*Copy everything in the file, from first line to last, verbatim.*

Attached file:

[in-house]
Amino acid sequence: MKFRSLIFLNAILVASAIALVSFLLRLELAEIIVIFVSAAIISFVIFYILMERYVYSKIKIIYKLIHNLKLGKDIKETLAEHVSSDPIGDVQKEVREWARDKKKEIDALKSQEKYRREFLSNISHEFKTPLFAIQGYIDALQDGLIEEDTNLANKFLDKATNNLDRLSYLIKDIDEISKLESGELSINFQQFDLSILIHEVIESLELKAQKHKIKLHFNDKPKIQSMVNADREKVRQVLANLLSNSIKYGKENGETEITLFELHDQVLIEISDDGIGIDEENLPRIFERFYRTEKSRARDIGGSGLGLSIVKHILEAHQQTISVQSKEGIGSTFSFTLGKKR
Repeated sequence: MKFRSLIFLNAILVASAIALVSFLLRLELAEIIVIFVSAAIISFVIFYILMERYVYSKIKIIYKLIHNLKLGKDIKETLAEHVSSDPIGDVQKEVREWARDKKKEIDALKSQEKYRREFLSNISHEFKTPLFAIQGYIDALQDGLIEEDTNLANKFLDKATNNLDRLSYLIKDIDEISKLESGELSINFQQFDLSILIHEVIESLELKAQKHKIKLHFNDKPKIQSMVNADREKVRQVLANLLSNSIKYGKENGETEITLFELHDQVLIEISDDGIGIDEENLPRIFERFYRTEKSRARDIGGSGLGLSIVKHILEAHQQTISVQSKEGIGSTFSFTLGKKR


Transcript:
[in-house]
Amino acid sequence: MKFRSLIFLNAILVASAIALVSFLLRLELAEIIVIFVSAAIISFVIFYILMERYVYSKIKIIYKLIHNLKLGKDIKETLAEHVSSDPIGDVQKEVREWARDKKKEIDALKSQEKYRREFLSNISHEFKTPLFAIQGYIDALQDGLIEEDTNLANKFLDKATNNLDRLSYLIKDIDEISKLESGELSINFQQFDLSILIHEVIESLELKAQKHKIKLHFNDKPKIQSMVNADREKVRQVLANLLSNSIKYGKENGETEITLFELHDQVLIEISDDGIGIDEENLPRIFERFYRTEKSRARDIGGSGLGLSIVKHILEAHQQTISVQSKEGIGSTFSFTLGKKR
Repeated sequence: MKFRSLIFLNAILVASAIALVSFLLRLELAEIIVIFVSAAIISFVIFYILMERYVYSKIKIIYKLIHNLKLGKDIKETLAEHVSSDPIGDVQKEVREWARDKKKEIDALKSQEKYRREFLSNISHEFKTPLFAIQGYIDALQDGLIEEDTNLANKFLDKATNNLDRLSYLIKDIDEISKLESGELSINFQQFDLSILIHEVIESLELKAQKHKIKLHFNDKPKIQSMVNADREKVRQVLANLLSNSIKYGKENGETEITLFELHDQVLIEISDDGIGIDEENLPRIFERFYRTEKSRARDIGGSGLGLSIVKHILEAHQQTISVQSKEGIGSTFSFTLGKKR